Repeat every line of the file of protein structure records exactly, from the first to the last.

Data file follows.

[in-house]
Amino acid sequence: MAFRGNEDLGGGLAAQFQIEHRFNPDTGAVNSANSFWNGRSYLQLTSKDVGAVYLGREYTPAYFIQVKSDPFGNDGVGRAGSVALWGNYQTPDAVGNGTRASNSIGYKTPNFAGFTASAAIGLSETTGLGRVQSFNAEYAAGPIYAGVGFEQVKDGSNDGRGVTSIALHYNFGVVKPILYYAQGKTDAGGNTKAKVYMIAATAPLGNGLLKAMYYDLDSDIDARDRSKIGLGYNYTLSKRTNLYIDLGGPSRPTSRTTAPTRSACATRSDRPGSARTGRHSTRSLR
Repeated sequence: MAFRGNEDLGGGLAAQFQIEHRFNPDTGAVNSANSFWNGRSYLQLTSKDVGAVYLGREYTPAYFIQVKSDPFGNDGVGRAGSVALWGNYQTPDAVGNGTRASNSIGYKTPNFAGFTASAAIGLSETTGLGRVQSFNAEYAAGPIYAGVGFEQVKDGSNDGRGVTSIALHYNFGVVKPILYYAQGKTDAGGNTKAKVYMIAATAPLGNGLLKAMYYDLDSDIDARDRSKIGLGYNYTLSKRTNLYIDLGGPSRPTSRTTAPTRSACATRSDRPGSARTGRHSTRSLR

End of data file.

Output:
[in-house]
Amino acid sequence: MAFRGNEDLGGGLAAQFQIEHRFNPDTGAVNSANSFWNGRSYLQLTSKDVGAVYLGREYTPAYFIQVKSDPFGNDGVGRAGSVALWGNYQTPDAVGNGTRASNSIGYKTPNFAGFTASAAIGLSETTGLGRVQSFNAEYAAGPIYAGVGFEQVKDGSNDGRGVTSIALHYNFGVVKPILYYAQGKTDAGGNTKAKVYMIAATAPLGNGLLKAMYYDLDSDIDARDRSKIGLGYNYTLSKRTNLYIDLGGPSRPTSRTTAPTRSACATRSDRPGSARTGRHSTRSLR
Repeated sequence: MAFRGNEDLGGGLAAQFQIEHRFNPDTGAVNSANSFWNGRSYLQLTSKDVGAVYLGREYTPAYFIQVKSDPFGNDGVGRAGSVALWGNYQTPDAVGNGTRASNSIGYKTPNFAGFTASAAIGLSETTGLGRVQSFNAEYAAGPIYAGVGFEQVKDGSNDGRGVTSIALHYNFGVVKPILYYAQGKTDAGGNTKAKVYMIAATAPLGNGLLKAMYYDLDSDIDARDRSKIGLGYNYTLSKRTNLYIDLGGPSRPTSRTTAPTRSACATRSDRPGSARTGRHSTRSLR